Monday, April 28, 2014

Pension Gold


The very generous pension plans enjoyed by so-called public service employees are bringing municipalities and even states to the verge of bankruptcy all over the country. The State of Connecticut has recently provided an extreme example of the generosity of these pensions.

The Democrat Governor, Dannell Malloy, has just nominated two lawyers to serve as judges at a salary of $154000. However, both men are 66 years of age and will be eligible to retire in four years and receive a full pension of 66% of their pay for the rest of their lives. In other words, their pensions for serving just four years on the bench will be about $100000 per year, or over $8300 per month.

If we do a little math, we will find that it takes about $2.5 million earning 4% interest to provide income of $100000 per year. No wonder public service workers don’t want to give up their defined benefit plans. No wonder they vehemently oppose any effort to replace them with 401k type plans.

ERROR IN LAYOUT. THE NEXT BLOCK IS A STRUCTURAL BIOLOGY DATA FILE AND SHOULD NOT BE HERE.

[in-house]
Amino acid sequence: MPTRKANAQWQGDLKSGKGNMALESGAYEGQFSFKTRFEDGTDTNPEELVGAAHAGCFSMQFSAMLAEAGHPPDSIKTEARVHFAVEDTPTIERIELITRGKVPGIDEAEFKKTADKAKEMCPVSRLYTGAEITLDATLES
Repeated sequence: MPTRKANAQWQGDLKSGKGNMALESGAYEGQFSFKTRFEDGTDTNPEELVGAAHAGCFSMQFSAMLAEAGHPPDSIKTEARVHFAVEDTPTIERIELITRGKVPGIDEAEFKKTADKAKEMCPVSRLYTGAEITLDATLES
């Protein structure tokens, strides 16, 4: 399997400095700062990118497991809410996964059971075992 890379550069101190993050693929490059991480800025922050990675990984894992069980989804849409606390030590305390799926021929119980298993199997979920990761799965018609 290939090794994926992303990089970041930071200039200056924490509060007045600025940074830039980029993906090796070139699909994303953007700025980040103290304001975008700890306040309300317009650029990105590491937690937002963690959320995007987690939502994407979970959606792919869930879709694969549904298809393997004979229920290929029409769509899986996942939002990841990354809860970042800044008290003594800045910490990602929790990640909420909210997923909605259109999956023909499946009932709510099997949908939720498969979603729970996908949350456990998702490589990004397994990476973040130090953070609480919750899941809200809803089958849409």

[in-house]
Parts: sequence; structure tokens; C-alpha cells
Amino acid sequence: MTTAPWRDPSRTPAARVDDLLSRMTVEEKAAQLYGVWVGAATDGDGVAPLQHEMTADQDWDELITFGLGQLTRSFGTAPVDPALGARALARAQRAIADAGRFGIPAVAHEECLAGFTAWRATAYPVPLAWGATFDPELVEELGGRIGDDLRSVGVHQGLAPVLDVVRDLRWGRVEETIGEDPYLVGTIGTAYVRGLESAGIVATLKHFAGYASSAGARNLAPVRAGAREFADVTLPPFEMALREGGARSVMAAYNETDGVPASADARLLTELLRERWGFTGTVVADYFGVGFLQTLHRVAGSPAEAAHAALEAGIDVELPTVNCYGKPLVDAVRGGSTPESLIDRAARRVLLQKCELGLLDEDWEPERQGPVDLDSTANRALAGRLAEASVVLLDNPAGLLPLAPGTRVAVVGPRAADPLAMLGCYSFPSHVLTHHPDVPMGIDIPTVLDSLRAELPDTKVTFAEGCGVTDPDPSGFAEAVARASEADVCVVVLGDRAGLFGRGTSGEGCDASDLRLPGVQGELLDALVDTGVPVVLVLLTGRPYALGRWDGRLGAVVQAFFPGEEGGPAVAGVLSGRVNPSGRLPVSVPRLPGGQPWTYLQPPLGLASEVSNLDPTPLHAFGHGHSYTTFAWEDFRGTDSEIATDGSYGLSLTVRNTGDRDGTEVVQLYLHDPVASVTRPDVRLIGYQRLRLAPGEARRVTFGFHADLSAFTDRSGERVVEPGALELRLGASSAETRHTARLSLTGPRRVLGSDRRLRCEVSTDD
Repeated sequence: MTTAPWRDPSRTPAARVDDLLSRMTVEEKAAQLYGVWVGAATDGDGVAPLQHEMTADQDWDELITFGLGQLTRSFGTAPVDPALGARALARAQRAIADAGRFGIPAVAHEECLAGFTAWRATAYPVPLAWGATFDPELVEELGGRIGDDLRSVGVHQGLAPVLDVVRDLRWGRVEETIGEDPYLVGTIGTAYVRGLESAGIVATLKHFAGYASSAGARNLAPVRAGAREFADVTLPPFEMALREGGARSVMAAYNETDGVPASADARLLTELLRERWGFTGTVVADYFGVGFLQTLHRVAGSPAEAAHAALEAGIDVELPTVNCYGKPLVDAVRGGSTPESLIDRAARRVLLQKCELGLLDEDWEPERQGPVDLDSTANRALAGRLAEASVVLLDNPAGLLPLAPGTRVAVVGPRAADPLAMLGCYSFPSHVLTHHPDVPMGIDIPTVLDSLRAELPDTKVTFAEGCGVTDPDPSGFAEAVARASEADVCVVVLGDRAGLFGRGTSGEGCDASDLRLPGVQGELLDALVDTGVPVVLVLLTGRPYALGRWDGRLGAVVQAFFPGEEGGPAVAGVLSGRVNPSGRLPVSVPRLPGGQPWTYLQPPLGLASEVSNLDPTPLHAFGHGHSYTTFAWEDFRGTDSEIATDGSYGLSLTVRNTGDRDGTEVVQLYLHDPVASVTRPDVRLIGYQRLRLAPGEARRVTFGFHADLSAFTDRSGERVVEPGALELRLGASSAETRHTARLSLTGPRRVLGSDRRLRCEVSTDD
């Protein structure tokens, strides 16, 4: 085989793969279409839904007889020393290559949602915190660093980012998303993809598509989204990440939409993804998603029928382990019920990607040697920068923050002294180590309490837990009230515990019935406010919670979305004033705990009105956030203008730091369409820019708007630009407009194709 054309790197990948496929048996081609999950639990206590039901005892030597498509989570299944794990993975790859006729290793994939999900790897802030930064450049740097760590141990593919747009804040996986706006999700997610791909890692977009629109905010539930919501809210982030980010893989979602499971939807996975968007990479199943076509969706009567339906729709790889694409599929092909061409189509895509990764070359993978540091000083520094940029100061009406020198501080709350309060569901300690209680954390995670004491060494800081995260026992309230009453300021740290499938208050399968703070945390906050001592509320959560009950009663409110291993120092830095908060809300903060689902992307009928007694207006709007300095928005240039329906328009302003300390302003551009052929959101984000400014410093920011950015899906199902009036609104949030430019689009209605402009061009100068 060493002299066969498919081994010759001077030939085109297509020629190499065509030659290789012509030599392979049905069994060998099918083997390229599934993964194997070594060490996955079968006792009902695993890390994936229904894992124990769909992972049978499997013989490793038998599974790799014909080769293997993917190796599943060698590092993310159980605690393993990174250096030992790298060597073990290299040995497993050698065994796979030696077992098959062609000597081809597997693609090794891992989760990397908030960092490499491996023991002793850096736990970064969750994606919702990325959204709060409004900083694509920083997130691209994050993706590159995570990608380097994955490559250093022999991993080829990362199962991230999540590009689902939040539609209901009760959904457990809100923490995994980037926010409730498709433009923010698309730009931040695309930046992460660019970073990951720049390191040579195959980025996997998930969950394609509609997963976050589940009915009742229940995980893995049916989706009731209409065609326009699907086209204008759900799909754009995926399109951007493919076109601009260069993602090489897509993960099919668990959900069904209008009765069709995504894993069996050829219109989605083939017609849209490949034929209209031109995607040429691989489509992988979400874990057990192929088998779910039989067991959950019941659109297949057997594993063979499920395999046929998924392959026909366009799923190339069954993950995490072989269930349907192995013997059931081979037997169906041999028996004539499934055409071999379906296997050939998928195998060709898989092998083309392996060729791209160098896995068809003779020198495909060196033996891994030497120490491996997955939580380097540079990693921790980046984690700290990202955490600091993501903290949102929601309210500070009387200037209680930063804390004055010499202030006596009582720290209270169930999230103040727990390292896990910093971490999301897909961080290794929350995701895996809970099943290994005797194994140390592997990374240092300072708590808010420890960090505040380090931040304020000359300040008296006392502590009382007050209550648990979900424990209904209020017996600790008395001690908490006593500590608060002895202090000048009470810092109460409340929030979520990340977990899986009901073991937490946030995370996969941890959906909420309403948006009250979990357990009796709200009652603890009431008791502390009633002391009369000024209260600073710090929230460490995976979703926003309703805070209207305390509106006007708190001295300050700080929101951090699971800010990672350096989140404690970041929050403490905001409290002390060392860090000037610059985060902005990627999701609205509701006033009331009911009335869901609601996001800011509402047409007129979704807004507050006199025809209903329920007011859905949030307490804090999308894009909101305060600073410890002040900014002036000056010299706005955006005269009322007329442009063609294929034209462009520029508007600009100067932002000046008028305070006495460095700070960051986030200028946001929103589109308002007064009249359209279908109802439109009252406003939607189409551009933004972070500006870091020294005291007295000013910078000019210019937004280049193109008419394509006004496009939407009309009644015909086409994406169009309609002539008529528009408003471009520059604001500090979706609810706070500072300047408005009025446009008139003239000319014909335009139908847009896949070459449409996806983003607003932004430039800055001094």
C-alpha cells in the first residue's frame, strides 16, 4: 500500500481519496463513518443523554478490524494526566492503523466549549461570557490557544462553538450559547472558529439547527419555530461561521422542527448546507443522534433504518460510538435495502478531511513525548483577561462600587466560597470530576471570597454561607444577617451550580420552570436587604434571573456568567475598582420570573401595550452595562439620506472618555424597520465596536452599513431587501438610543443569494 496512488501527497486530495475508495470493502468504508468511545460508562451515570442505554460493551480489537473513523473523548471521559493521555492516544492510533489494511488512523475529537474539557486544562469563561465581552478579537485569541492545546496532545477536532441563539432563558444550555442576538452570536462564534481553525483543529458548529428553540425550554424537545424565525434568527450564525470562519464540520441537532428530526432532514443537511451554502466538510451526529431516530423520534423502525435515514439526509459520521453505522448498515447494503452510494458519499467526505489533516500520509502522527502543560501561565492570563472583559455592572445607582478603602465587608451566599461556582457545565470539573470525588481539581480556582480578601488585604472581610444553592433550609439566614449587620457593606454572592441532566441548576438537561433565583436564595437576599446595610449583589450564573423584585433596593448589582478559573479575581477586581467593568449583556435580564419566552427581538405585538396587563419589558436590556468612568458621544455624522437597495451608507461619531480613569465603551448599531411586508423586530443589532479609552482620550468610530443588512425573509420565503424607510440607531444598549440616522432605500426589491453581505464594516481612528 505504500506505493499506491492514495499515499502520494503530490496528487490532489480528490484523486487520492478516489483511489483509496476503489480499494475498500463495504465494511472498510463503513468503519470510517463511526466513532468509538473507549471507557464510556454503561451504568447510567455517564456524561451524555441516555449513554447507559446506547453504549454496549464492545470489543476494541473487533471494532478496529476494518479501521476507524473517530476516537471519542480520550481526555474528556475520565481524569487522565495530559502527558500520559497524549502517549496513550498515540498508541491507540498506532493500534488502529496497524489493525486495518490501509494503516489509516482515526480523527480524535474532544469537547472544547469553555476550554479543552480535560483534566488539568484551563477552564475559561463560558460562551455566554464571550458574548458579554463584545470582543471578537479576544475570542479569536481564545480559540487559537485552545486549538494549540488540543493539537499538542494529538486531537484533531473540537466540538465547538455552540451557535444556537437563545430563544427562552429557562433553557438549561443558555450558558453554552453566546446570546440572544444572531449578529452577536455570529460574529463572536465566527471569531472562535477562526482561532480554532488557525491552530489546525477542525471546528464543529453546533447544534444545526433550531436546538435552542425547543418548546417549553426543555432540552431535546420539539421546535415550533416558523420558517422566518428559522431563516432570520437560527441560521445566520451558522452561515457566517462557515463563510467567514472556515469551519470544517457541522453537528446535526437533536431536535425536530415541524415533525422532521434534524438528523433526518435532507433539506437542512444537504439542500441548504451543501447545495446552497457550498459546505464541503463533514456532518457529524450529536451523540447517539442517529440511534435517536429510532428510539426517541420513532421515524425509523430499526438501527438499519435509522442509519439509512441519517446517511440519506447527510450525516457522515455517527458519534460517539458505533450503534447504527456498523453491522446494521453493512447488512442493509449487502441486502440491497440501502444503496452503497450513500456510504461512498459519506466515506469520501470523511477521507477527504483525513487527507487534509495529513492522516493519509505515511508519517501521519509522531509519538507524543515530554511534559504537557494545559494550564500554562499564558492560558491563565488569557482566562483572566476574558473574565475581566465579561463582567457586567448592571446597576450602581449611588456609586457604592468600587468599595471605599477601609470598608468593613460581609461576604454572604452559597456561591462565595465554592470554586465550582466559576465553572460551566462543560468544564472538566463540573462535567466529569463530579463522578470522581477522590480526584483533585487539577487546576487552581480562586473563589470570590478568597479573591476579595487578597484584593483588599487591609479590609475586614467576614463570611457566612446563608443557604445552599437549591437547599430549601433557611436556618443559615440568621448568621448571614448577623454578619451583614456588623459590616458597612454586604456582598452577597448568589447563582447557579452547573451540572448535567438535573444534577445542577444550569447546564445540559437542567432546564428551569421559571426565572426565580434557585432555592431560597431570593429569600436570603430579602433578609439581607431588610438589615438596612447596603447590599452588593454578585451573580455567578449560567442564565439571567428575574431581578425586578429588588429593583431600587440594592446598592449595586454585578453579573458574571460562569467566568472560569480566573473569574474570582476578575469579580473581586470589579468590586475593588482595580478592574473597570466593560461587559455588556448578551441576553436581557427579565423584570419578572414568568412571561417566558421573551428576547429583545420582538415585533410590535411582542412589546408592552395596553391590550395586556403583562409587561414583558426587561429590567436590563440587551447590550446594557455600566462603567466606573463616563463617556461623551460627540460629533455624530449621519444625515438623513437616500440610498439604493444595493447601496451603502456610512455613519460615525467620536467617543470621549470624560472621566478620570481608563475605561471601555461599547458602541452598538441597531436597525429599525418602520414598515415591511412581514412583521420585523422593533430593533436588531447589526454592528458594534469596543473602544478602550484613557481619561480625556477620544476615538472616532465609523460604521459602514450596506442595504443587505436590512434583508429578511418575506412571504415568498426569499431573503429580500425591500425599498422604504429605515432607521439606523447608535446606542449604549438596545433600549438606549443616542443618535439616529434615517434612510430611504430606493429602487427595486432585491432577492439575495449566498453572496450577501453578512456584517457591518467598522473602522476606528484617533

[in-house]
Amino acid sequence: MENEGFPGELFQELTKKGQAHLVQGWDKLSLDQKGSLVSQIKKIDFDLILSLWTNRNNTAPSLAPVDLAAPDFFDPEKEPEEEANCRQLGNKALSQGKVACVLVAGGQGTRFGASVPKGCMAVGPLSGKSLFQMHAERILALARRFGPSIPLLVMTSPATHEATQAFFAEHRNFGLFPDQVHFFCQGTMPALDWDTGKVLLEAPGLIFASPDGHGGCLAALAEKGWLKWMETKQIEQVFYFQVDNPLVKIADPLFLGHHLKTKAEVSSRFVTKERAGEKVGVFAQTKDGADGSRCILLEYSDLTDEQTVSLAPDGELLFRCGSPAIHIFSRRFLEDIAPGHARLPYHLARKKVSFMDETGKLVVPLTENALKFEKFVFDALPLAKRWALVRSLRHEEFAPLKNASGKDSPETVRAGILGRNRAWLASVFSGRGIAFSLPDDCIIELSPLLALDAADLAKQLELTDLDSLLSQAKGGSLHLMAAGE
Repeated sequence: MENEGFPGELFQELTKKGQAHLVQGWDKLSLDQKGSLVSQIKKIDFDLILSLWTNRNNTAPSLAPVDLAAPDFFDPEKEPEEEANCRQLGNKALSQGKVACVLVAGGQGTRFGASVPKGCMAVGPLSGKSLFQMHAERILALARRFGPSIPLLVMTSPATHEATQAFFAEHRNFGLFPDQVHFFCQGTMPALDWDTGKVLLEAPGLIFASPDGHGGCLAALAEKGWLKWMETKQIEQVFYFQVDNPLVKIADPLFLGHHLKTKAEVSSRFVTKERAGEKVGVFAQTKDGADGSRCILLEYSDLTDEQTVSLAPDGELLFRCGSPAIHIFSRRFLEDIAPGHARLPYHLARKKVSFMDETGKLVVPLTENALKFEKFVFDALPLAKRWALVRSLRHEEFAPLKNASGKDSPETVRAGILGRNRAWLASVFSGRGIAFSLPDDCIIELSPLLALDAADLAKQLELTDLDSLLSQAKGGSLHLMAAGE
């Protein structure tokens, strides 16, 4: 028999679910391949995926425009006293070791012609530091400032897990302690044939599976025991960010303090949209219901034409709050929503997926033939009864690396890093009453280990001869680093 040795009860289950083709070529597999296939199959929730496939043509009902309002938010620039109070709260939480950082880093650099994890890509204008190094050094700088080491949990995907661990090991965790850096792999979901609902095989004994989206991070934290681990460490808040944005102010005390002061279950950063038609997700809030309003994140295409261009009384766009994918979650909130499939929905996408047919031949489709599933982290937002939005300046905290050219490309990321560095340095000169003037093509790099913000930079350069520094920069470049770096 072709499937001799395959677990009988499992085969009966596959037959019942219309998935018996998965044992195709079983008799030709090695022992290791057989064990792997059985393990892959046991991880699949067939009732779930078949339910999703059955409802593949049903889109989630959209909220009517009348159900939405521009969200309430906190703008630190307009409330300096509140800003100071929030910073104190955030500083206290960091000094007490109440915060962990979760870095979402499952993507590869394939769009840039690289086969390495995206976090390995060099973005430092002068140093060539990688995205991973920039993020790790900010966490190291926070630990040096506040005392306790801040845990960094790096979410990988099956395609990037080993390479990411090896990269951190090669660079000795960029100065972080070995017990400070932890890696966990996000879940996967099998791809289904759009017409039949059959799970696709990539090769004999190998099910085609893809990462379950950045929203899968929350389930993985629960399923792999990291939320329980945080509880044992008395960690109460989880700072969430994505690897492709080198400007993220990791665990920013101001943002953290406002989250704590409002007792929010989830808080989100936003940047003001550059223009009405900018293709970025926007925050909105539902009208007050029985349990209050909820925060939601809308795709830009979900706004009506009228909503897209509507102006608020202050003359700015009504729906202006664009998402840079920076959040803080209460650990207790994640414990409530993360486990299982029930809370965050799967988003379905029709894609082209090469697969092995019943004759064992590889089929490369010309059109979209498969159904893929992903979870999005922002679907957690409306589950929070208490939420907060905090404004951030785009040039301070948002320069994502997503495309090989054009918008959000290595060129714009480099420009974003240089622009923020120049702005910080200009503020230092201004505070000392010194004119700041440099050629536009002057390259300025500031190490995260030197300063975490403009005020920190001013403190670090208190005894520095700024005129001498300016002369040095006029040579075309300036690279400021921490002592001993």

If the judges were to contribute 7% of their pay each year to a 401k type plan, they would put away about $10780 each year for the next four years. By the time they retired, their retirement contribution, including 4% interest, would amount to about $47600, a fraction of the $2,500,000 that the State’s defined benefit plan would be worth.  

Who is going to make up the difference for these lucky lawyers? Of course, it will be the taxpayers none of whom enjoys a pension anywhere near as generous as the State’s judges enjoy. Who has created a system that would allow a judge to retire on $100000 per year after only four years of service?

Why, for example, would the Bridgeport legislative delegation vote almost unanimously to approve these appointments? Do they really think judicial pensions like these are in the best interests of their constituents? Could it be that they are just waiting for the opportunity to just jump on the gravy train themselves?